Francois Vogel and Jonathan Post have created a new way to view 3D cinema without those annoying glasses -- while giving your peepers a massive workout at the same time. Their invention (which has raised a few flags in the tech industry) syncs your eyes with the action on your monitor/screen, basically simulating the technology of 3D active shutter glasses.

How do normal shutter glasses work? Each eye sees a slightly offset view of what's on the screen, which is fused together in our brains to create a unique perception of depth. The lenses of your shutter glasses rapidly alternate the opening and closing of an LCD lens in front of each eye (one eye is blocked by a "shutter" or darkened LCD lens). This syncs in time with the refresh rate of your screen and is controlled via a wire, or through a type of signal (infrared, radio, DLP-Link, or Bluetooth transmitter).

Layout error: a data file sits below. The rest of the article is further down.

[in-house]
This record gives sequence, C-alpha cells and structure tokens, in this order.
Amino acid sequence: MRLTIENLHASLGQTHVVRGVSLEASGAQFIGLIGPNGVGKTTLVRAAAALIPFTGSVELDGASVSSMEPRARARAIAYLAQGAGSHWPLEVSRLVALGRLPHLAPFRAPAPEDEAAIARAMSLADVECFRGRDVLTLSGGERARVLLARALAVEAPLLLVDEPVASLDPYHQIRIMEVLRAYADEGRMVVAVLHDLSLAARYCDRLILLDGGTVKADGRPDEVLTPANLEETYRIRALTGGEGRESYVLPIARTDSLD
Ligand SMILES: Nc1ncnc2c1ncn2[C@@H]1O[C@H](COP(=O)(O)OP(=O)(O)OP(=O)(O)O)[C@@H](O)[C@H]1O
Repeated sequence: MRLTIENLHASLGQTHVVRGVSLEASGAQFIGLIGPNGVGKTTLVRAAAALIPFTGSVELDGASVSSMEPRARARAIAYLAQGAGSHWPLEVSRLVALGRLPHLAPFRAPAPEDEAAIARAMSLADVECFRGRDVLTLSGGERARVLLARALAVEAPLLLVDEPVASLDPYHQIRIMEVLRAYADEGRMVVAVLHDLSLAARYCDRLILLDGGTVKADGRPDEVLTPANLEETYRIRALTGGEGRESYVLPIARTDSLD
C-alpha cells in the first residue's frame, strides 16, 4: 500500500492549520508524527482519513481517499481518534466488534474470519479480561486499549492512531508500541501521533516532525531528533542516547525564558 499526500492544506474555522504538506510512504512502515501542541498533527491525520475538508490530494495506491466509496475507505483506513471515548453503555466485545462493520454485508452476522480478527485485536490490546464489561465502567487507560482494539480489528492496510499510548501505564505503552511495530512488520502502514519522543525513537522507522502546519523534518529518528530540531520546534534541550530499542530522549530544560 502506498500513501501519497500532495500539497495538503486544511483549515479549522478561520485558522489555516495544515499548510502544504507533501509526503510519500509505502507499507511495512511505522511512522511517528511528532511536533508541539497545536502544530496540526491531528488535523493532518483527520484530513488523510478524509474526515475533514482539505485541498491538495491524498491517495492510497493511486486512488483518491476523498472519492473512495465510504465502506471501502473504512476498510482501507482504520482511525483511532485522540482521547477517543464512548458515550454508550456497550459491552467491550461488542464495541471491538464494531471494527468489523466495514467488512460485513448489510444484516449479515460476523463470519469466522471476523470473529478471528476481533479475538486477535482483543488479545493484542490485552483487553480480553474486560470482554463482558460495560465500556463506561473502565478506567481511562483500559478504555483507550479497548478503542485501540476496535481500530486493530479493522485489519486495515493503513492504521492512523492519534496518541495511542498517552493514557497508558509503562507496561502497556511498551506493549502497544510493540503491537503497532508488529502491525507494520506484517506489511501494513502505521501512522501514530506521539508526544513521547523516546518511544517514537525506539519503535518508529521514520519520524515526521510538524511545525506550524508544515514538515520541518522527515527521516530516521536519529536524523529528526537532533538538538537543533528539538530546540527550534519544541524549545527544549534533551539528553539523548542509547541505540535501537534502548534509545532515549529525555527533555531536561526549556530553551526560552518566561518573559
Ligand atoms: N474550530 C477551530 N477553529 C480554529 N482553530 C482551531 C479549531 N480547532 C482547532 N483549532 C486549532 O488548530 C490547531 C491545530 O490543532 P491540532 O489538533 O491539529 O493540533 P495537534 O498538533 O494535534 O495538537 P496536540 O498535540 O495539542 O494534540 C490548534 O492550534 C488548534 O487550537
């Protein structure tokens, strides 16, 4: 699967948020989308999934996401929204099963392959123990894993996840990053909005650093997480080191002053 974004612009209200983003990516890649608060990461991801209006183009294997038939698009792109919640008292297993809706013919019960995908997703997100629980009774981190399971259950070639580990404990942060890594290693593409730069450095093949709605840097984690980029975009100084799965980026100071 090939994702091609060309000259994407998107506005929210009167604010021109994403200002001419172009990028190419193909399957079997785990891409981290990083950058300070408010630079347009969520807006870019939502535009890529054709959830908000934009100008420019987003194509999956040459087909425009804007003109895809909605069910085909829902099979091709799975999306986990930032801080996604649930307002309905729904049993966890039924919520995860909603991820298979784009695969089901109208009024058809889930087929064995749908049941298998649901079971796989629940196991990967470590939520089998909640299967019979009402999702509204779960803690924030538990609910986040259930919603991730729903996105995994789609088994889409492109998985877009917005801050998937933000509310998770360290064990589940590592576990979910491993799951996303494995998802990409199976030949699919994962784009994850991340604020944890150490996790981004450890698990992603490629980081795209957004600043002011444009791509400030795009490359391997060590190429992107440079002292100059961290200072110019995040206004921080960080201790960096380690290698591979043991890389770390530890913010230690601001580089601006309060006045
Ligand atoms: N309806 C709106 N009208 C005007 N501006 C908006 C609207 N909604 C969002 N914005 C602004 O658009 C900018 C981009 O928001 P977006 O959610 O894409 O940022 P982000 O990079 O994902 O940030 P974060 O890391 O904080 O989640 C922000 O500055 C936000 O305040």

With this invention, your eyelids act as the shutter which means you no longer need the glasses to do the work for you. The system only works on 120Hz monitor displays. Some people are claiming it's all a hoax, because it seems impossible for anyone's eyes to blink at a rate that fast -- and continuously on top of that. Others are saying this technology is entirely possible and that it's a wonderful invention for folks who wear glasses and don't want to double up during 3D movies.

No matter which way you lean, we can probably all agree that he looks like Frankenstein having a stroke or an extra in a Cronenberg movie -- which is pretty neat to watch.

Check out the video of this wonky-looking invention in action below, which apparently may be unveiled at the 2012 Consumer Electronics Show in Vegas. Tech-geeks, speak up. Is this thing for real, or are we the victims of a practical joke?